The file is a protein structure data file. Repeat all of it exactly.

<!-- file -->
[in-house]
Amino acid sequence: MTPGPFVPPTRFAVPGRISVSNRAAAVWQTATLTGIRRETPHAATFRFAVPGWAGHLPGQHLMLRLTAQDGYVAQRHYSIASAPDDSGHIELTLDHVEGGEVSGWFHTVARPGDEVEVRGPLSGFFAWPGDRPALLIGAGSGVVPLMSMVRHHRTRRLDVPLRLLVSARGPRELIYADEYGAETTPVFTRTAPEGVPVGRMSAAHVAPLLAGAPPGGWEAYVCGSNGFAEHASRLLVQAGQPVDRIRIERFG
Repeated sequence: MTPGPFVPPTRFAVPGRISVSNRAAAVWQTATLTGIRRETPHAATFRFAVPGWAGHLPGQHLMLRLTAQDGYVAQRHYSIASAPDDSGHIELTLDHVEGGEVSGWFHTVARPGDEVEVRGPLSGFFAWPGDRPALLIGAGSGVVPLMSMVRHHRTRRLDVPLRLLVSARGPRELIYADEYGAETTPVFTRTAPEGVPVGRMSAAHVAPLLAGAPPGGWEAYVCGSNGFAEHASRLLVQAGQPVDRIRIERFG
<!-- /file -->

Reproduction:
[in-house]
Amino acid sequence: MTPGPFVPPTRFAVPGRISVSNRAAAVWQTATLTGIRRETPHAATFRFAVPGWAGHLPGQHLMLRLTAQDGYVAQRHYSIASAPDDSGHIELTLDHVEGGEVSGWFHTVARPGDEVEVRGPLSGFFAWPGDRPALLIGAGSGVVPLMSMVRHHRTRRLDVPLRLLVSARGPRELIYADEYGAETTPVFTRTAPEGVPVGRMSAAHVAPLLAGAPPGGWEAYVCGSNGFAEHASRLLVQAGQPVDRIRIERFG
Repeated sequence: MTPGPFVPPTRFAVPGRISVSNRAAAVWQTATLTGIRRETPHAATFRFAVPGWAGHLPGQHLMLRLTAQDGYVAQRHYSIASAPDDSGHIELTLDHVEGGEVSGWFHTVARPGDEVEVRGPLSGFFAWPGDRPALLIGAGSGVVPLMSMVRHHRTRRLDVPLRLLVSARGPRELIYADEYGAETTPVFTRTAPEGVPVGRMSAAHVAPLLAGAPPGGWEAYVCGSNGFAEHASRLLVQAGQPVDRIRIERFG